Wednesday, May 20, 2009


I just read a very interesting study posted by NPR about the effects of psychedelics on your brain, and the correlation between those effects and the spiritual experiences that result. Very interesting read...

"The God Chemical"

It made my mind wander back to a topic I touched on recently about spirituality. I read this study and could not help but wonder if these people are leaning toward some unconventionally hard to swallow conclusions? Does a person's spirituality come from deep seeded beliefs, or can they actually be induced by the likes of psychedelics? If they CAN be induced, does that discredit the fundamentals of spirituality, or confirm it?

My thoughts are, if a spiritual experience can be induced in a controlled state, it can't be real. If you have absolutely no preconceived notion of spirituality or religion, will you too have an experience, or must the idea already exist in your mind in order for it to come out when prompted by a catalyst?

So many questions and I have so few answers. I personally have absolutely no experience whatsoever with psychedelics, so I don't even know where to start with this. Part of me wants to suggest that if you expect to see God, you will. One test group that was studied in the 60's was a group of divinity students... and of course, they had a spiritual experience. But wouldn't we expect them to? These people are deeply involved in religion and the study of so it would certainly make sense that the topic in the forefront of their minds is the one that is rendered upon induction.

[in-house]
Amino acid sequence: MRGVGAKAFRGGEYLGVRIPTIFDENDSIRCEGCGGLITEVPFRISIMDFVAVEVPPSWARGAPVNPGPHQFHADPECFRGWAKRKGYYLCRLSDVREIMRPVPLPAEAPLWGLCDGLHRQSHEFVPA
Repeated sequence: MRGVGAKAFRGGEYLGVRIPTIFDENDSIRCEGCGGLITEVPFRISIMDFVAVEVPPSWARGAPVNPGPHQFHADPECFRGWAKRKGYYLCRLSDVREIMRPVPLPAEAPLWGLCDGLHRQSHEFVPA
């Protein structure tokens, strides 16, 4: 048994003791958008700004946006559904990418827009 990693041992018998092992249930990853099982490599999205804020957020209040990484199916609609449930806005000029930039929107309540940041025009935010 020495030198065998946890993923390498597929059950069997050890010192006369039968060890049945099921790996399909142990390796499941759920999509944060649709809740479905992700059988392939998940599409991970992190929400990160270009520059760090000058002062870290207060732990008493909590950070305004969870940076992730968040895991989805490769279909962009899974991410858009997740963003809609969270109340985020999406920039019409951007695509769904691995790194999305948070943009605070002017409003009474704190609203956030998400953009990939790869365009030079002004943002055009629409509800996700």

While I certainly enjoyed this study, and will continue to follow up on its progress, I have definitely taken note of the fact that they have yet to mention any negative side effects. We've all heard of someone who has experimented with similar substances and believed themselves to be being eaten by bugs, or attacked by their sofa, or something equally as alarming. I feel like these experiences need to be studied as well as the spiritual experiences, and maybe we need to be studying the drugs with their short AND long term side effects, and not just whether or not they can "make you see God" when administered in a clinical setting.

Does psychedelic-induced spirituality = God?

Or is it just drugs messing with our brains and tapping into our thoughts and beliefs to self-project wild hallucinations?


  1. I heard that on the way home yesterday. Love me some NPR.

    Personally I agree with the scientists-- it's all in our heads. Not that that makes it any less real though. "Love" is all in our heads too, but it's still a completely real and valid occurrence between my husband and I.

  2. That's true... I just think it's so funny that they're trying to "prove" God exists by giving people drugs. How does that prove it? Under those premisses I guess that purple elephant they see in the corner is real too. LOL!

  3. I read the same thing. I think the "experience" may have had some lead-in. Otherwise, I'm from the 60's and I can tell you - no one I knew had a "God" experience - but they were all very different, depending on the person.